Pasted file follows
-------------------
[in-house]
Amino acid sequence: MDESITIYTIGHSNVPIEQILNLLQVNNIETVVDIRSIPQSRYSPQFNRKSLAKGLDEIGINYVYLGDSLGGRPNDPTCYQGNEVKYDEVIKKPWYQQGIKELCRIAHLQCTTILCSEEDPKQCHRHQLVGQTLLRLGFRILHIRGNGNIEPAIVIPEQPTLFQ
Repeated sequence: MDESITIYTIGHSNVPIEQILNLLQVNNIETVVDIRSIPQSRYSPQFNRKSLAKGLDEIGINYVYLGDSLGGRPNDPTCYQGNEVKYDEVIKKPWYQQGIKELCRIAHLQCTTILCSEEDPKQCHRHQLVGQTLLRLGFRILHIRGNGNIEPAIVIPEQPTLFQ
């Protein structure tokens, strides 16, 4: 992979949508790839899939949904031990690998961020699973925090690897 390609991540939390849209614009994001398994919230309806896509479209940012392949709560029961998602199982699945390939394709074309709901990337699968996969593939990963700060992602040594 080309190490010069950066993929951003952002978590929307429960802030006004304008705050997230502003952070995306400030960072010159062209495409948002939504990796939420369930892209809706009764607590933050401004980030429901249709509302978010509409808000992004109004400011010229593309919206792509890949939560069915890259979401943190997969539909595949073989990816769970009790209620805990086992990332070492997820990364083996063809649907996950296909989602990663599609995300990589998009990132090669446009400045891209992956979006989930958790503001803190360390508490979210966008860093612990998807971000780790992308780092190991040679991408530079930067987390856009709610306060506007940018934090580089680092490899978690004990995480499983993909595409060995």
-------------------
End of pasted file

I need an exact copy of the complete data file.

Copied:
[in-house]
Amino acid sequence: MDESITIYTIGHSNVPIEQILNLLQVNNIETVVDIRSIPQSRYSPQFNRKSLAKGLDEIGINYVYLGDSLGGRPNDPTCYQGNEVKYDEVIKKPWYQQGIKELCRIAHLQCTTILCSEEDPKQCHRHQLVGQTLLRLGFRILHIRGNGNIEPAIVIPEQPTLFQ
Repeated sequence: MDESITIYTIGHSNVPIEQILNLLQVNNIETVVDIRSIPQSRYSPQFNRKSLAKGLDEIGINYVYLGDSLGGRPNDPTCYQGNEVKYDEVIKKPWYQQGIKELCRIAHLQCTTILCSEEDPKQCHRHQLVGQTLLRLGFRILHIRGNGNIEPAIVIPEQPTLFQ
């Protein structure tokens, strides 16, 4: 992979949508790839899939949904031990690998961020699973925090690897 390609991540939390849209614009994001398994919230309806896509479209940012392949709560029961998602199982699945390939394709074309709901990337699968996969593939990963700060992602040594 080309190490010069950066993929951003952002978590929307429960802030006004304008705050997230502003952070995306400030960072010159062209495409948002939504990796939420369930892209809706009764607590933050401004980030429901249709509302978010509409808000992004109004400011010229593309919206792509890949939560069915890259979401943190997969539909595949073989990816769970009790209620805990086992990332070492997820990364083996063809649907996950296909989602990663599609995300990589998009990132090669446009400045891209992956979006989930958790503001803190360390508490979210966008860093612990998807971000780790992308780092190991040679991408530079930067987390856009709610306060506007940018934090580089680092490899978690004990995480499983993909595409060995």